And, I was surely internally patting myself on the back, suddenly feeling not just not guilty, but fairly virtuous for not having exercised much this summer.

“Yes! It’s just like the news about chocolate,” I thought.

It’s always exciting when one of your vices turns out to be good for your teeth, blood pressure and cholesterol levels—and full of anti-oxidants to boot.

“I can justify not exercising, right along with justifying eating chocolate! Could life get any better?” I thought.

I could only imagine how thrilling it was going to be to read this story, to find out that it’s all a myth, that I didn’t need to exercise, that I could go to bed at night without feeling guilty about another day without exercise.

There are no excuses for my exercise-less summer. It’s been relatively cool. Our last child isn’t getting married. The Summer Reading Program went smoothly. We didn’t travel much at all. We haven’t had any injuries. I just don’t know what it was that kept David and me from donning our walking shoes and hitting the road.

But this “exercise” article dovetailed nicely with our sedentary summer. Or, I assumed it was going to until I read the subtitle—“Of course it’s good for you, but it won’t make you lose weight. Why it’s what you eat that really counts.”

Oh, no, is this “Myth About Exercise” article just going to tell me I shouldn’t be eating chocolate? Because it’s obvious this article is going to be about not eating the cupcake with mile-high frosting pictured on the cover and the gigantic sugarcoated doughnut a model is using as an exercise ball on the inside pages.

You can read the whole four-page article, or you could just read most of the last paragraph:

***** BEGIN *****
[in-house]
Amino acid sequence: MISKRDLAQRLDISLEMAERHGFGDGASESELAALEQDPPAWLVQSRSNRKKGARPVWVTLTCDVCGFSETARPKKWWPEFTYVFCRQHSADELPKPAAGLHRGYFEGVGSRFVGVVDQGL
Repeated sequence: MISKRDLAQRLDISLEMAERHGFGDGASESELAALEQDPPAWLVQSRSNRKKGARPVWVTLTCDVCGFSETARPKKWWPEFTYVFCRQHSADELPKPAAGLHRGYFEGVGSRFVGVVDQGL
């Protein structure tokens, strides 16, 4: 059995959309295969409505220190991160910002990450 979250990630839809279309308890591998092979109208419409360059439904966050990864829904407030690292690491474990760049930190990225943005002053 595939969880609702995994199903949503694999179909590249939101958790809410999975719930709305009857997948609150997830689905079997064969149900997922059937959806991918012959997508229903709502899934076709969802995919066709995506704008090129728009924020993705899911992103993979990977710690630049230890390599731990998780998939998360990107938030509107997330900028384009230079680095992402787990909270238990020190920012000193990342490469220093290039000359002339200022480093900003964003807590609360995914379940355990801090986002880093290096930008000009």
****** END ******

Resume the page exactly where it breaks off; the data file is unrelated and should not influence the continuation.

“In short, it’s what you eat, not how hard you try to work it off, that matters more in losing weight. You should exercise to improve your health, but be warned: fiery spurts of vigorous exercise could lead to weight gain.”

The reason? Heavy exercise makes you hungry and you end up eating more, without losing all that much weight. I’ve noticed that during my eras of heavy exercise.

Now I’m thinking water will be the next myth-debunking cover story. When I follow that sage advice to drink eight glasses of water a day, I end up in the bathroom eight times more often than I normally would have. I’m guessing scientists will next advise that we don’t really need to drink that much water in a day. When they discover that staying up to all hours of the night and getting up late the next day are beneficial life patterns, I’ll really be sitting pretty.

I have found surefire ways to lose weight over the past 10 years or so. The first involves a dying mother, the second a major project (Barn Again!) and the third involves marrying off two kids in one summer—all of these simply make you forget to eat. You don’t have to think about losing weight or count calories; it just melts off with no work of your own.

I don’t recommend any of these methods, but it’s amazing how the pounds just drop off. There’s a bad side effect, though: gray hair gets grayer. Stress may drop the pounds—for me at least—but it also brings on the gray hair big time. I figure my gray hair is just an indicator that I’m doomed to a short life.

However, I’ve just read the funniest thing. I picked up “AARP” magazine by mistake, thinking it was “Time” (early onset Alzheimer’s?) and was flipping through it looking for the exercise story.

Instead, I found an article about the long living people of Ikaria, a Greek island that’s been identified as a Blue Zone (places where a high proportion of natives live past 90).

Check out this excerpt: “Ikarians go to bed well after midnight, sleep late, and take daily naps.”

Well, heck, if I only have to add daily naps to my lifestyle, there may be hope for me yet.